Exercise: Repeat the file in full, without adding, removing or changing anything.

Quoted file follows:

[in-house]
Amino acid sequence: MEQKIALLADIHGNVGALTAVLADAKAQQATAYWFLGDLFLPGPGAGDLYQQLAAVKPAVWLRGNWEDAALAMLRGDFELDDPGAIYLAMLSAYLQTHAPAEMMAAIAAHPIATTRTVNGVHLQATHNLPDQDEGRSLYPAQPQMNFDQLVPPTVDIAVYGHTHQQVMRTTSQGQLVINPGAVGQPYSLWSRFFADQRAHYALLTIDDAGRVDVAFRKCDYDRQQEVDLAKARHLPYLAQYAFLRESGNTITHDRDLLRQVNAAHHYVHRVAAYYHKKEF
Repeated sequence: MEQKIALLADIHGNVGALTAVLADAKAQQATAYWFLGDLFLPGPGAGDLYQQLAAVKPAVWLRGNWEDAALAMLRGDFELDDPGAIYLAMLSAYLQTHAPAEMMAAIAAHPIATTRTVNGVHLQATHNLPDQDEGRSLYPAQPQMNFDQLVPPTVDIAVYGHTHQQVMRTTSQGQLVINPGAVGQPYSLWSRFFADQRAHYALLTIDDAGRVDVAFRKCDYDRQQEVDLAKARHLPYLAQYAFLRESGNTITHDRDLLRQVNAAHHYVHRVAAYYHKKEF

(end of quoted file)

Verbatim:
[in-house]
Amino acid sequence: MEQKIALLADIHGNVGALTAVLADAKAQQATAYWFLGDLFLPGPGAGDLYQQLAAVKPAVWLRGNWEDAALAMLRGDFELDDPGAIYLAMLSAYLQTHAPAEMMAAIAAHPIATTRTVNGVHLQATHNLPDQDEGRSLYPAQPQMNFDQLVPPTVDIAVYGHTHQQVMRTTSQGQLVINPGAVGQPYSLWSRFFADQRAHYALLTIDDAGRVDVAFRKCDYDRQQEVDLAKARHLPYLAQYAFLRESGNTITHDRDLLRQVNAAHHYVHRVAAYYHKKEF
Repeated sequence: MEQKIALLADIHGNVGALTAVLADAKAQQATAYWFLGDLFLPGPGAGDLYQQLAAVKPAVWLRGNWEDAALAMLRGDFELDDPGAIYLAMLSAYLQTHAPAEMMAAIAAHPIATTRTVNGVHLQATHNLPDQDEGRSLYPAQPQMNFDQLVPPTVDIAVYGHTHQQVMRTTSQGQLVINPGAVGQPYSLWSRFFADQRAHYALLTIDDAGRVDVAFRKCDYDRQQEVDLAKARHLPYLAQYAFLRESGNTITHDRDLLRQVNAAHHYVHRVAAYYHKKEF